In a supportive movement for corporate social responsibility (CSR) programs, Apache organized an orphan day at the KidZania area in New Cairo on December 13. The company invited more than 600 children from different orphanages to attend the event, along with Apache’s employees and their families.
This is the second year Apache promotes an orphan day in KidZania. “Our aim is to let the kids have an unforgettable and fun day, while providing them with inspirations to pursue a successful career via job simulation games.” David Chi, Vice President and General Manager at Apache Egypt, told Egypt Oil & Gas.
“We started to support the orphanages with volunteers from Apache’s employees. And today we support more than 70 orphanages with their main needs,” he added.
KidZania bills itself as an ‘edutainment’ experience which aims to teach children about different jobs and career paths. Children can learn about more than 80 different professions – from acting all the way through to working in a supermarket – by participating in fun activities.
Apache hired the facility for the entire evening, and provided the transportation for the children. After volunteers distributed gifts, the children received checks to be spent from the banks located inside the city to have the money to play.
“A lot of kids are inspired as they have the opportunity to go through different professions, which provides them with a vision on what career they can potentially pursue as they grow up. I think that inspiration is really important for them,” Chi pointed out.
Mohamed El-Kady, Project Engineer at Apache Egypt, told us that he hopes the event will be positive experience for the disadvantaged children. “It will make them feel like ordinary children, not orphans,” he said.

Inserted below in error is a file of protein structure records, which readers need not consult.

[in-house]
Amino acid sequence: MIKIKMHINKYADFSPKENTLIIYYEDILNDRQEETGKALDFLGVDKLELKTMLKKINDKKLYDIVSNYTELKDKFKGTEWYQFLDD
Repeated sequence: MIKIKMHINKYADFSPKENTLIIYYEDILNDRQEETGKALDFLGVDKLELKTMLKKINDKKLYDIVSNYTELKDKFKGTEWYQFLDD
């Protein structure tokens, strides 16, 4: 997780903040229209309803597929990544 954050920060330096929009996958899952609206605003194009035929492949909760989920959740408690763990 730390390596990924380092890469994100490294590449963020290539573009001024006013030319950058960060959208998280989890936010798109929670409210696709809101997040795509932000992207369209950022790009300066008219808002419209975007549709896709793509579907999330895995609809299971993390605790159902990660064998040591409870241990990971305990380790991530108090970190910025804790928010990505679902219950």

“KidZania will provide them with the incentives to decide on the job they want to be prepared for, and such a day will support the children’s ambitions through being in such an experience,” El-Kady added.
The event is part of Apache’s broader program aimed at supporting disadvantaged children. Earlier this year, the company funded a carpentry workshop for older orphans that equipped them with the woodworking skills necessary for them to earn an independent income.
To achieve this, Apache renovated the workshop at the Al Madina Al Monawara orphanage, provided equipment and materials, and assigned a professional carpenter to lead the lessons. These kind of projects will ensure the children “to obtain sustainable skills to move forward,” Chi told us.
In addition to helping orphanages, Apache has set up other educational initiatives. Under the Springboard program, the company has established 201 schools in rural parts of the country in an effort to improve the education of more than 10,000 girls.
“All of this comes from our belief that we give where we live,” Chi said.
“We believe in generating strong returns, not only financially but also socially. That is how we can have a sustainable future and make an impact on the community where we live.”